Hand in Hand: Ten Black Men Who Changed America (Hardcover)
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HAND IN HAND presents the stories of ten men from different eras in American history, organized chronologically to provide a scope from slavery to the modern day. The stories are accessible, fully-drawn narratives offering the subjects' childhood influences, the time and place in which they lived, their accomplishments and motivations, and the legacies they left for future generations as links in the "freedom chain." This book will be the definitive family volume on the subject, punctuated with dynamic full color portraits and spot illustrations by two-time Caldecott Honor winner and multiple Coretta Scott King Book Award recipient Brian Pinkney. Backmatter includes a civil rights timeline, sources, and further reading.
Booker T. Washington
A. Philip Randolph
Martin Luther King, Jr
Barack H. Obama II
About the Author
Andrea Davis Pinkney has written several acclaimed books for middle grade readers, including the novels Bird in a Box, a Today Show Al Roker Book Club pick, and With the Might of Angels, a book in the Dear America series. She is also the author of the nonfiction book Let It Shine: Stories of Black Women Freedom Fighters, a Coretta Scott King Author Honor winner. Andrea's many picture books include Sit In: How Four Friends Stood Up by Sitting Down, a New York Times best-seller and a Jane Addams Honor Book, which was illustrated by her husband, Brian Pinkney. She and her family live in Brooklyn, New York.
Brian Pinkney (www.brianpinkney.net) has frequently collaborated with his wife, Andrea Davis Pinkney. Some of their other books include, Sojourner Truth's Step-Stomp Stride, Boycott Blues: How Rosa Parks Inspired a Nation, and Duke Ellington: The Piano Prince and His Orchestra, for which Brian was awarded a Caldecott Honor. Brian was also a Caldecott Honoree for The Faithful Friend by Robert D. San Souci , and he won the Coretta Scott King Illustrator Award for In the Time of the Drums by Kim L.Siegelson.
Praise for Hand in Hand: Ten Black Men Who Changed America…
Ten influential black men-including Frederick Douglass, W.E.B. Du Bois, Thurgood Marshall, Jackie Robinson, and Martin Luther King Jr.-are profiled in this husband-and-wife team's vibrant collaboration. Andrea Davis Pinkney introduces her subjects with powerful poems, before moving into image-rich, introspective, and candid descriptions of each man's influence on civil rights, culture, art, or politics: "[Malcolm X] thought carefully about some of the beliefs he'd held in the past, and how they supported the idea that he'd been brainwashed by whites. For example, straightening his hair was Malcolm's attempt to deny his black heritage by trying to look more white.' " Brian Pinkney's portraits of each man echo the multidimensional prose with their bold strokes and dynamic swirls of color. An examination of Barack Obama's life and presidential election carries readers into the present day, placing the achievements of those who came before him into perspective. Though the text-heavy format may initially daunt some readers, the inviting narrative voice and eloquent portrayal of these iconic men and the times in which they lived make for memorable reading. Ages 9 12.—PW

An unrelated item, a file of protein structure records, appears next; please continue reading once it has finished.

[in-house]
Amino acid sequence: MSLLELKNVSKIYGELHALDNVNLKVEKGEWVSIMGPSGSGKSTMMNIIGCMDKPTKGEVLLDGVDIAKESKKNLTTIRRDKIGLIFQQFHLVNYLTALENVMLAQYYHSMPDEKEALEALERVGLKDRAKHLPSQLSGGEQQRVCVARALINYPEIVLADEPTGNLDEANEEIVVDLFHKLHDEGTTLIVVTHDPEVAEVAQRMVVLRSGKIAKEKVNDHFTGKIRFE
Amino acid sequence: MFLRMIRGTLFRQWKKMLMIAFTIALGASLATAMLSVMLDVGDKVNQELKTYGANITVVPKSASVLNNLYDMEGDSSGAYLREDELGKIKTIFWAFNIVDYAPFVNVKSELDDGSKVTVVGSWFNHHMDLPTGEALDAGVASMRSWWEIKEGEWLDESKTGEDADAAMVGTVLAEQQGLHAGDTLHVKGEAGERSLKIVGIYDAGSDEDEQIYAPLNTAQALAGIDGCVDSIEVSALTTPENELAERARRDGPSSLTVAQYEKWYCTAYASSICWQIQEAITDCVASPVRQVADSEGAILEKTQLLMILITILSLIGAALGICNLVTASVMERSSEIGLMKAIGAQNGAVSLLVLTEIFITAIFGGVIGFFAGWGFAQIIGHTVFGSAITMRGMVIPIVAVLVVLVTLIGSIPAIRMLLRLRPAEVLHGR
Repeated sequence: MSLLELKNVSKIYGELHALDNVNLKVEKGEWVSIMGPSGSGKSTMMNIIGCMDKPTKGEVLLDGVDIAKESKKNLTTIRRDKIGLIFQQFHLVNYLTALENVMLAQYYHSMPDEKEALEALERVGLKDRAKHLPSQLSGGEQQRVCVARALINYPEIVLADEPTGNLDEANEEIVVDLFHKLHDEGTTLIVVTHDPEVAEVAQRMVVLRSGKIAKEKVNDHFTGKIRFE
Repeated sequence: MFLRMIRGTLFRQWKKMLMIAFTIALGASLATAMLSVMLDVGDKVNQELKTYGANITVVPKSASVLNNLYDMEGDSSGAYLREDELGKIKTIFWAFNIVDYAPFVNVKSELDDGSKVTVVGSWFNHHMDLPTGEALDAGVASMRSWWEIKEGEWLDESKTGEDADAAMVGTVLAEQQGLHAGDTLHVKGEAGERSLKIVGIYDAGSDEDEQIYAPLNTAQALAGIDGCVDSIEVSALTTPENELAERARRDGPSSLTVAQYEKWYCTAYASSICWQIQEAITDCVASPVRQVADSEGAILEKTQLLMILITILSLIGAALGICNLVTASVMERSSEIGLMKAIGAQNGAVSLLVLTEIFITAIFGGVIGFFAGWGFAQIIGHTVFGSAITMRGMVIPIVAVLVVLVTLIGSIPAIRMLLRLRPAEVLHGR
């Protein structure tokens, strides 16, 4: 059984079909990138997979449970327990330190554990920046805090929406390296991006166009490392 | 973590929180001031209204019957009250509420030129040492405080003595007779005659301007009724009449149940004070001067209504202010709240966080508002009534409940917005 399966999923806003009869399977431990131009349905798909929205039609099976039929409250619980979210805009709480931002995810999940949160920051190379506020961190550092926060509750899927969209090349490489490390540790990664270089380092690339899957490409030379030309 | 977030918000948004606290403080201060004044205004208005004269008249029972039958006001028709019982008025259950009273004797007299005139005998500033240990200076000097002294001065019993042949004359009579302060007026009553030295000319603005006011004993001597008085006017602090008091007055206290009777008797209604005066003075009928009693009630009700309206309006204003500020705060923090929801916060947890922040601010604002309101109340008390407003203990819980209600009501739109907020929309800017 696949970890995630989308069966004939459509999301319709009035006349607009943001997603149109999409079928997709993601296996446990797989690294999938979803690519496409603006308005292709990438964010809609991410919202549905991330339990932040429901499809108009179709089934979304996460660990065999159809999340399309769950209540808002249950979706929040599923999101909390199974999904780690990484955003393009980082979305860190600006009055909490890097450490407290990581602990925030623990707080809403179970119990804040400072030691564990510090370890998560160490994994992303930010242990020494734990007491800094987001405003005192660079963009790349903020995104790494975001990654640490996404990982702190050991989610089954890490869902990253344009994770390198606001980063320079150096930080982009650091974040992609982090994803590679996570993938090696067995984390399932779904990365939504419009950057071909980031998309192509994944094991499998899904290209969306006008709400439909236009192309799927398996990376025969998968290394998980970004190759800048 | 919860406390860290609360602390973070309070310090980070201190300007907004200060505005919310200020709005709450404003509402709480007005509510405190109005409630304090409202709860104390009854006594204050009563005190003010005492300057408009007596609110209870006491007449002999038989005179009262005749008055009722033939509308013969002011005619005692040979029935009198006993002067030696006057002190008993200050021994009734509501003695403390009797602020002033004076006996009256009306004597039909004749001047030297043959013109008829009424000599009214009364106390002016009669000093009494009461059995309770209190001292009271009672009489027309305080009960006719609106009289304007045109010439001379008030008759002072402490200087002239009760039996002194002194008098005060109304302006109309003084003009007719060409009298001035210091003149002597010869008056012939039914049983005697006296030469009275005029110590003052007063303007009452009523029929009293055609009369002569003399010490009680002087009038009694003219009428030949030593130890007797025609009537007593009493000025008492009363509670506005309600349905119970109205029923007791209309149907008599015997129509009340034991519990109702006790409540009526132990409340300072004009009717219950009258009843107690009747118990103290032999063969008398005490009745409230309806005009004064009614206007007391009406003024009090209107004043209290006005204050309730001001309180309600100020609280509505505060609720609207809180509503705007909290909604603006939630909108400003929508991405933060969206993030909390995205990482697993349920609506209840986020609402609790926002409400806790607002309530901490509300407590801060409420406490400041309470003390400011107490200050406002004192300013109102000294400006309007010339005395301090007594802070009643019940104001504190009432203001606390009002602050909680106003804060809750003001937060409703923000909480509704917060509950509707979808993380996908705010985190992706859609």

Presenting ten biographical vignettes in chronological order-Benjamin Banneker, Frederick Douglass, Booker T. Washington, W.E.B. DuBois, A. Philip Randolph, Thurgood Marshall, Jackie Robinson, Malcolm X, Martin Luther King Jr., and Barack H. Obama II-the Pinkneys create a testament to African American males that, taken together, tells one big story of triumph (a story that, incidentally, spans American history). Each profile, fifteen to thirty pages long, includes an introductory poem, a watercolor portrait, and spot illustrations. Brian Pinkney's illustrations are a perfect marriage of line, color, and medium and complement Andrea Pinkney's colloquial and ebullient text. "Benjamin Banneker was born under a lucky star. Came into this world a freeborn child, a blessing bestowed on few of his hue." Each profile is compact yet comprehensive, but since virtually all of these men were eloquent writers and speakers, it's mildly disappointing that more of their own words didn't find their way into the text. Still, this is an impressive accomplishment, and a worthy companion to Kadir Nelson's Heart and Soul (rev. 11/11). Sources, further reading, a timeline, and an index are appended. jonathan hunt—Horn Book